Some Kinds of Red Wine May Not Trigger Migraines
Researchers Say More Tannins May Mean More Headache Pain
Is the Red Wine Dilemma Solved?
Does that mean people who love red wine but fear it may bring on a headache should just stick to a cabernet or merlot? Alas, the answer is not so clear cut.
Krymchantowski says cabernet sauvignon wines from France, for example, have much higher tannin levels than any of the wines he tested from South America, making it tough for consumers to compare wines grape-to-grape if they come from different countries.
Headache experts who reviewed the study for WebMD praised the research for looking into something that's a common problem for patients, but one that's had very little attention from science.
"We hear quite often that wine, specifically red wine, is a trigger for people," says Brian Grosberg, MD, director of the Montefiore Headache Center in New York City.
But Grosberg says the study also leaves many important questions unanswered.
"Usually it's a combination of two or more triggers that precipitates a [migraine] attack. Many women will notice that their menstrual period is a very strong trigger. Or it may be that, 'Oh, I didn't get enough sleep, and I had that glass of wine the night before,'" he says. "I'd like to know if they were looking at any of these other variables."
Grosberg says there are other substances in wine that may cause problems for people, such as sulfites, and he wonders if the researchers looked at sulfite levels in the wines.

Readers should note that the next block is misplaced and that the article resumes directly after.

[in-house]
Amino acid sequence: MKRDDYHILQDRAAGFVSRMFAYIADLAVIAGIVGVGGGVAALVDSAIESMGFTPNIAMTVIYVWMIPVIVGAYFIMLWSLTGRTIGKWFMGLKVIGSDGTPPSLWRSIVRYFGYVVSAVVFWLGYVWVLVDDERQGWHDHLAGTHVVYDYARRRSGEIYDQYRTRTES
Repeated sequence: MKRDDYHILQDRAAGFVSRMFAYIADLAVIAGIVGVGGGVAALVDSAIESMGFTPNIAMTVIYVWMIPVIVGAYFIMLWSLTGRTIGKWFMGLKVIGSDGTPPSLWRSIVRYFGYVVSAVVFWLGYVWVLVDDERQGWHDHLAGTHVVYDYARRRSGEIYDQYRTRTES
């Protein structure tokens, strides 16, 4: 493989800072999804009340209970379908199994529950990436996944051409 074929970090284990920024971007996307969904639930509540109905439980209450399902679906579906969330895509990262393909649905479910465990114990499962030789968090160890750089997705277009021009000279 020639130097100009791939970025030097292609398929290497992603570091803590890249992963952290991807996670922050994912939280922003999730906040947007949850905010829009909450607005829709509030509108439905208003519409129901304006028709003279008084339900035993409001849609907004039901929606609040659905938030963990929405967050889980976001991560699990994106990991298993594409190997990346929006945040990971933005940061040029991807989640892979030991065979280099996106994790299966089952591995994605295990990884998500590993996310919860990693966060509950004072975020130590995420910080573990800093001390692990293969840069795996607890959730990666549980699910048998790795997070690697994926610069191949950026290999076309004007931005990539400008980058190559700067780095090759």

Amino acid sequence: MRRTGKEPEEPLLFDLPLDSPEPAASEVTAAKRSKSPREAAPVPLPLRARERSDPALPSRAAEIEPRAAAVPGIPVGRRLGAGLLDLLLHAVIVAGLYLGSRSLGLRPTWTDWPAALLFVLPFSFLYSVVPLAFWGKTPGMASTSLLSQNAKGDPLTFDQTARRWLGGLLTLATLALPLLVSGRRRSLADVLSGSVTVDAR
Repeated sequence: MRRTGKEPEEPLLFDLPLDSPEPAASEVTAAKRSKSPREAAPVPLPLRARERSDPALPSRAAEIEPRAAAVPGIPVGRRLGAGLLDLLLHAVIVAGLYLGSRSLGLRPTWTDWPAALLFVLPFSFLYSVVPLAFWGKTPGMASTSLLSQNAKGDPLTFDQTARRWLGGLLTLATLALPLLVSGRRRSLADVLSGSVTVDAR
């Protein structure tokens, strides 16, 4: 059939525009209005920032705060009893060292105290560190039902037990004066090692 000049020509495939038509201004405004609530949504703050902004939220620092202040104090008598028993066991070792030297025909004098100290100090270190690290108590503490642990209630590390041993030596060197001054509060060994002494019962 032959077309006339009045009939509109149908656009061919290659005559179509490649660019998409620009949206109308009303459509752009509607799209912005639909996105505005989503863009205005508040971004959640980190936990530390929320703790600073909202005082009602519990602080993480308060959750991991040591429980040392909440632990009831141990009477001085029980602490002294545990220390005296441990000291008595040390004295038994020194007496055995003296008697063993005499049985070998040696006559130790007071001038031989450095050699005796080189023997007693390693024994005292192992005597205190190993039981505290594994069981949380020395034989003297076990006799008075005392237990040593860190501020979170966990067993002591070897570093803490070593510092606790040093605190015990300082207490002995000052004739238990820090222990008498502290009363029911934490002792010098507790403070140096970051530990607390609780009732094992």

Other experts agree that the study is interesting but offers limited information.
"My feeling, if I had to put money on it, is that it has something to do with the sulfite level," not just the tannins, says Gayatri Devi, MD, an attending neurologist at Lenox Hill Hospital in New York City.
Sulfites are chemicals that are added to wine to increase its shelf life. Some people find that when they drink wine without sulfites, Devi says, they don't get headaches.
"It's certainly possible that different types of wine are more or less likely to trigger headaches. It's something I think is worth exploring down the road."
This study was presented at a medical conference. The findings should be considered preliminary as they have not yet undergone the "peer review" process, in which outside experts scrutinize the data prior to publication in a medical journal.